The following companies approached us, to ensure their material consumption
costs benchmarked that of the industry:
India’s leading exporter, manufacturer and supplier of auto components - alternator, starter motor to OEM customers.
Subsidiary of one of the world’s leading manufacturer of welding and corrosion protection material with a global outreach in around 25 countries
The companies in question did an extensive assessment on whether the proportion of own material consumption to total revenue was greater or less than the industry standards. It was revealed that the material to revenue ratio of the companies in question was higher in comparison to that of its peers. As a result, their gross margins were also significantly less relative to others.
The companies sought investigation of the reasons thereof, alongside validation of the existing bill of materials (BOMs)  for the entire product range.
Following are the salient benefits of designing/ creating accurate BOMs:
Offer a custom-made shopping list to the manufacturers, with the option to scale it up and down, based on company’s budgets.
Lay the foundation for effective inventory management; the manufacturers can ensure that the stock is ordered only when it’s required, thereby avoiding excessive inventory holding costs.
Develop effective Material Requirement Planning (MRP) strategies – to enable quick decisions on whether to procure material outside or source it through in-house capacity.
After rigorous deliberations and continuous collaboration with the clients for over a period of one and half-months, our team at Chandra Wadhwa & Co. implemented a comprehensive approach for BOM validation, which offered operational insights to the management for efficient decision making.
The methodology followed was as under:
Sample Selection: 80/20 rule of the pareto analysis was adopted, major products (Top 20% constituted 75% of the total revenue) were selected as samples for BOM validation
Shop floor Testing: From the selected samples, BOMs were tested by observing the production process physically and ensuring that the actual process material consumption aligns with standard consumption as per BOM
Quantitative Reconciliation: Quantitative reconciliation between standard vs. actual material consumption 
BOM Quantity Variances: Quantity variances were observed during shop floor testing and quantitative reconciliation was noted. These variances were extrapolated to ascertain the cost impact on each product.
Validation Impact: Product-wise summaries were prepared for evaluating the impact on cost and quantity. Along with this, list of redundant/ non-functional BOMs were prepared, and eventually mark out for deletion in ERP. List of non-moving/ slow-moving stock (NMS/ SMS) were mapped against respective BOM items to recalibrate BOMs (if required).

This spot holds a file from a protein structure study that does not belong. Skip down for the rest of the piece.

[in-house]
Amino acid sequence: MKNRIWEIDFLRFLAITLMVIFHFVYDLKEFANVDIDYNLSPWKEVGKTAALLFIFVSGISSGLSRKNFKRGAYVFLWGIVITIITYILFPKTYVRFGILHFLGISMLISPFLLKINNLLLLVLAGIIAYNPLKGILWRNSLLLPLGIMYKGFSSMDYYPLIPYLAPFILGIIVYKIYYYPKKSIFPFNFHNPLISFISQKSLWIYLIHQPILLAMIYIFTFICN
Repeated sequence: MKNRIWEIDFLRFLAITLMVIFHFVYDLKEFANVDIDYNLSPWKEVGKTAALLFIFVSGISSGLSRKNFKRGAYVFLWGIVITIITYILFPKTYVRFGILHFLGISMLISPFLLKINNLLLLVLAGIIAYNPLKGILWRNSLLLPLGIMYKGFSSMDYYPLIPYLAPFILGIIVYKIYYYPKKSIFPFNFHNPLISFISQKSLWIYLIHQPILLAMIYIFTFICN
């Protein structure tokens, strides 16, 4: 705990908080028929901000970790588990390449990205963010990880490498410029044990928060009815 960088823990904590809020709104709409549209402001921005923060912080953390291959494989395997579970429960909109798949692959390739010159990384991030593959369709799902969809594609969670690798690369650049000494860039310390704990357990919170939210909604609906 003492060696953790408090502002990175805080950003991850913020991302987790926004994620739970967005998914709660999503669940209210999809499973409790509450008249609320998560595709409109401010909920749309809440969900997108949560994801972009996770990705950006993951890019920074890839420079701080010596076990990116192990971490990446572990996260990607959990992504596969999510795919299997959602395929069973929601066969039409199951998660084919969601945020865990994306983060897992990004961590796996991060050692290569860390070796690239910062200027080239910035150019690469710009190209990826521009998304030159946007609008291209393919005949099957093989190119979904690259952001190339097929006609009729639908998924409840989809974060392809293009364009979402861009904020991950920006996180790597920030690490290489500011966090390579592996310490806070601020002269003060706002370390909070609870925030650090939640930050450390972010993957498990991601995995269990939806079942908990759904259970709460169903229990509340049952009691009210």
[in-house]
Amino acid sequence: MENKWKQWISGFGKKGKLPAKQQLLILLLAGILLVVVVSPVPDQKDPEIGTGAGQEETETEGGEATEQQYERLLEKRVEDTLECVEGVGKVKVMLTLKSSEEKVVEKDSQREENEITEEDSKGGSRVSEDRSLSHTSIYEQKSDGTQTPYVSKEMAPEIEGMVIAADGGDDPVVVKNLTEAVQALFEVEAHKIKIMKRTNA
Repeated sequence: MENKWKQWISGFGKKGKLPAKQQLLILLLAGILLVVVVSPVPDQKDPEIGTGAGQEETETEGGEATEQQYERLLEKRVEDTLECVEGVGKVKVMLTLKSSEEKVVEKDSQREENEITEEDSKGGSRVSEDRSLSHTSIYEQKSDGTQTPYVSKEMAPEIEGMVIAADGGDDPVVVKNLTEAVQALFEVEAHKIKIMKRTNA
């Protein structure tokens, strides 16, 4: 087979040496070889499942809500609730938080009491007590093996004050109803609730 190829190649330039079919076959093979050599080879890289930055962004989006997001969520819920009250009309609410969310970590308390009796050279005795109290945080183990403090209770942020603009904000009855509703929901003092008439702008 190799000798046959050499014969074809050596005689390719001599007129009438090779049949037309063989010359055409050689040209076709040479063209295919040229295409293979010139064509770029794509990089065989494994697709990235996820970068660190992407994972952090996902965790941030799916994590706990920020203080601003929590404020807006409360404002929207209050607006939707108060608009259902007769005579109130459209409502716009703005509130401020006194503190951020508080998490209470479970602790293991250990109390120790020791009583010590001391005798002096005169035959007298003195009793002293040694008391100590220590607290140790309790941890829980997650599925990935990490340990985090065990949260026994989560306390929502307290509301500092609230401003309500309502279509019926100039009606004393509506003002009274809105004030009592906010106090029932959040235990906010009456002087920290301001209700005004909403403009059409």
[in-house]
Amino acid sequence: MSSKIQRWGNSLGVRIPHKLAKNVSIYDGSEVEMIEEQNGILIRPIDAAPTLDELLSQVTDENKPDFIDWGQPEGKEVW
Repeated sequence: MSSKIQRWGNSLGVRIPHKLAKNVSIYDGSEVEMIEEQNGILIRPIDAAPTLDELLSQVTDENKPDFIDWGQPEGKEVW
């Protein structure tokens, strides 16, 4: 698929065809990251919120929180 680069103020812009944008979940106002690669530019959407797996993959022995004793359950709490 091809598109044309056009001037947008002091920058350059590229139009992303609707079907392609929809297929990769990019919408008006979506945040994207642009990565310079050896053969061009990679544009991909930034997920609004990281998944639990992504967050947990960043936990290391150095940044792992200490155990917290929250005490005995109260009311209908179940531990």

After comprehensive scrutiny of the products/ processes involved, following observations were highlighted to the Board:
Process wastages (like scrap, material obsolescence, etc.) were not incorporated in standard BOMs.
Indirect materials i.e. consumables (like solder wire, tapes, varnishing oil, etc.) were shown as being fully consumed in standard BOM, however in actuality, these were consumed in lesser quantities.
Some BOM items were calculated based on a particular unit of measurement (UOM) but were actually consumed in other unit of measurement (UOM). Appropriate conversion factors had to be applied in the ERP system for accurate presentation
30-40% of the BOMs were to be recalibrated. Post recalibration, the material procurements were reassessed and curbed effectively. Operational wastages were also capped efficiently. As a consequence, the standards were closer to actuals and material costs was reduced ~(7-8) % of the total material consumption cost.
The main learning from the assignment was that the focus and priority of the management towards material consumption and bill of materials increased the accountability of the key stakeholders departments  involved in the BOM designing and updation processes.
1. ⌃ Understanding Bill of Material (BOM) in depth 🡕 A bill of materials (BOM) is a comprehensive list of parts, items, assemblies, subassemblies, intermediate assemblies, and other materials, required to create a product, as well as instructions required for gathering and using the required materials.
2. ⌃ Actual Material Consumption = Material Opening Stock + Quantity Purchased – Material Closing Stock (against production orders)
Standard Material Consumption = Product BOM recipe X FG quantity produced.
3. ⌃ The key stakeholders departments involved in BOM designing and updation processes include the following:
1. Management Information System (MIS) and Cost Accounting
2. Financial, Planning and Analysis (FP&A)
3. Research and Development (R&D)
4. Production, Planning and Control (PPC)
5. Contracts and Procurement (C&P)
Reach us if you have any concerns regarding cost management accounting issues in your organization.
Partner, Chandra Wadhwa & Co. (Cost Accountants) | B.Com, FCMA, ACA, DISA | Certified SAP-CO Consultant | Executive Program on Management and Finance (IIM, Ahmedabad)
Address: 1305 & 1306, Vijaya Building, 17, Barakhamba Road, New Delhi - 110001, India Mail: firstname.lastname@example.org
Tel: +91-8800018190, +91-7503703599.